From a Weedy Bowl of Mud to an Edible Feature

This is one of those times I wish I had a “before” shot.  The front garden bed of our house has pretty much always been a mess.  It’s a sunken clay bowl where nothing but weeds wants to grow.  Every time I walked from the front door to the car and back, I’d either try to pretend nothing was wrong or shake my head and sigh.

Not anymore.

But first a little history.  Our house is a 1918 Georgian revival that we purchased in 2007 from a domestic-violence shelter non-profit.  While the bones of the house were amazing, everything else needed to be addressed to turn it back into a single-family home.  There were massive fire alarm boxes and interior security flood lights.  The ugly dropped ceilings covering the cracked plaster had shoe-sized holes from when kids on the top bunks would kick through them. The steel front door could only be opened by an indoor buzzer.  There was a wooden fire escape climbing up to the second story on the back of the house.  And there’s a handicapped-friendly ramped sidewalk that extends from the front porch to the driveway.

Over the past nine years, we have slowly changed almost everything.  We replaced prison-like steel front door the first week.  The inside emergency lights and rickety wooden fire escape came down.  The ceilings are now smooth.  But we’ve kept the concrete ramp to the front door because we like it.  It makes life so much easier to come in and out, especially with furniture or groceries.  But the useless pressure-treated handrail that flanked the ramp remained an eyesore.  There is no drop off that it protected people from, it just was there to cage in that ramp and make the home feel like a hospital.  But with such a long list of more important things to update, the ugly handrail stayed.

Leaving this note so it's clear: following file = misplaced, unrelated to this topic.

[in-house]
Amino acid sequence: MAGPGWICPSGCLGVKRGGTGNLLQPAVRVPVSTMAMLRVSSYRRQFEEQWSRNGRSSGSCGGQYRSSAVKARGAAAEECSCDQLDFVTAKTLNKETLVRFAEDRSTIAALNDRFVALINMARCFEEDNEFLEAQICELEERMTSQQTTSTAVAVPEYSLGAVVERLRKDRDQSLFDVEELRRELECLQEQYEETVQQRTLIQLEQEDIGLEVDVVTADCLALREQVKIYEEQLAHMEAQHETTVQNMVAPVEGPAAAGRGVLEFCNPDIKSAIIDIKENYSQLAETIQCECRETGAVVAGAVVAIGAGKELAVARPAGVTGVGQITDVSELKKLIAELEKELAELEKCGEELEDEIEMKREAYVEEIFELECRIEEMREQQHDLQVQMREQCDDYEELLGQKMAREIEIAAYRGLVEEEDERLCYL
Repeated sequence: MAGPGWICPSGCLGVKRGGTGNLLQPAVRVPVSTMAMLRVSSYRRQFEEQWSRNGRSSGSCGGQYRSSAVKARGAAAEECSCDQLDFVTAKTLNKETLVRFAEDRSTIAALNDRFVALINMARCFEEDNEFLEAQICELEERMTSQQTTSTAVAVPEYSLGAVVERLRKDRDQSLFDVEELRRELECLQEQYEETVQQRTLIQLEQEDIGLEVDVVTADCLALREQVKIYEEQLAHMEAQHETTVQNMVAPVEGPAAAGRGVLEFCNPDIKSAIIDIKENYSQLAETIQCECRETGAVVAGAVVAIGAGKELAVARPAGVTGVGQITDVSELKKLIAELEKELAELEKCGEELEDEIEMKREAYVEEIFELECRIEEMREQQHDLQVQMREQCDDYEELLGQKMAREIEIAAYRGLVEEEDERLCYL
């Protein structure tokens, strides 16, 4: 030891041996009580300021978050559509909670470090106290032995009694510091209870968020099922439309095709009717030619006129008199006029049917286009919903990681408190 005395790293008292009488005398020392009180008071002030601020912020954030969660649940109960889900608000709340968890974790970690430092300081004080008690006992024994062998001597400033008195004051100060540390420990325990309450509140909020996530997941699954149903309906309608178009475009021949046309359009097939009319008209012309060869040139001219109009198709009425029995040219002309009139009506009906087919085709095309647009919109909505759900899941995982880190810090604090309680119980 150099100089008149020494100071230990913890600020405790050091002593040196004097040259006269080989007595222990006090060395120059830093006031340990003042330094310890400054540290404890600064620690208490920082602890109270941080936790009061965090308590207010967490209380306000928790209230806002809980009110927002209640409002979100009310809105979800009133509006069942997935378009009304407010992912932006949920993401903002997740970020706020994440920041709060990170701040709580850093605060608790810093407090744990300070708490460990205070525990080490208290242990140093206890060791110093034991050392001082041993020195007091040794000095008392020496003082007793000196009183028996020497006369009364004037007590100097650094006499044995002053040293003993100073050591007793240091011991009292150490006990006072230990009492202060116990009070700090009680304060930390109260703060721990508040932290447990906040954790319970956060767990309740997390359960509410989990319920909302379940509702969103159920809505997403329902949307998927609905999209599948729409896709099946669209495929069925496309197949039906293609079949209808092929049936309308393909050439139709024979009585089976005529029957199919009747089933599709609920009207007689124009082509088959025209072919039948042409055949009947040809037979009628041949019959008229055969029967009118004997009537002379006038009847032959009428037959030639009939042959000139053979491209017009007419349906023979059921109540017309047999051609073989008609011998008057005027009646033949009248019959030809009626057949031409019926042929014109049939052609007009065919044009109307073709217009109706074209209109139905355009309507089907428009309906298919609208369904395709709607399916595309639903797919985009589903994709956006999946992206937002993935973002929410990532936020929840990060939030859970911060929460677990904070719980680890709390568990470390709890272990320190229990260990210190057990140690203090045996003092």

Until last week.

I had decided to tackle the weeds in the front yard and work on the slope so water would drain away from the house better.  We had installed a french drain years ago, but we had never really dressed it up or sloped it properly.  The only things that were happy growing there were dandelions and overly invasive English ivy. Once I started pulling weeds and moving rocks around, Paul came out and took down that awful handrail.  Good plants that had all but given up trying to grow in the heavy clay soil were yanked out and I started fresh.  Once I started creating an aesthetically pleasing rock garden, I had an idea:  HERBS!  How nice would it be to walk past a rocky herb garden everyday?  I could snip a sprig of parsley or basil for dinner right out my front door!

Once I had cleared out a nice section, I thought it looked like a perfect spot for some kind of ground cover.  Strawberrries!  We have a small strawberry patch in the backyard, but by the time we got down there to pick them, the birds or the bugs usually had their way with them.  If they are right outside the front door, we are much more likely to harvest them as soon as they are ready.  I dug out a few from the back yard and planted a new patch in the front.

When the kids came home from school, we painted rocks to look like strawberries and placed them by the transplants.  So cute!

20160822_185207

I still have a long way to go to turning this area into a thriving herb garden, but so far, I’m really happy with how it’s turning out.  And the kids are already planning fairy rock houses and rock towers and bridges.

Now when I walk into the house, instead of sighing, I smile.

 

Leave a Reply

This site uses Akismet to reduce spam. Learn how your comment data is processed.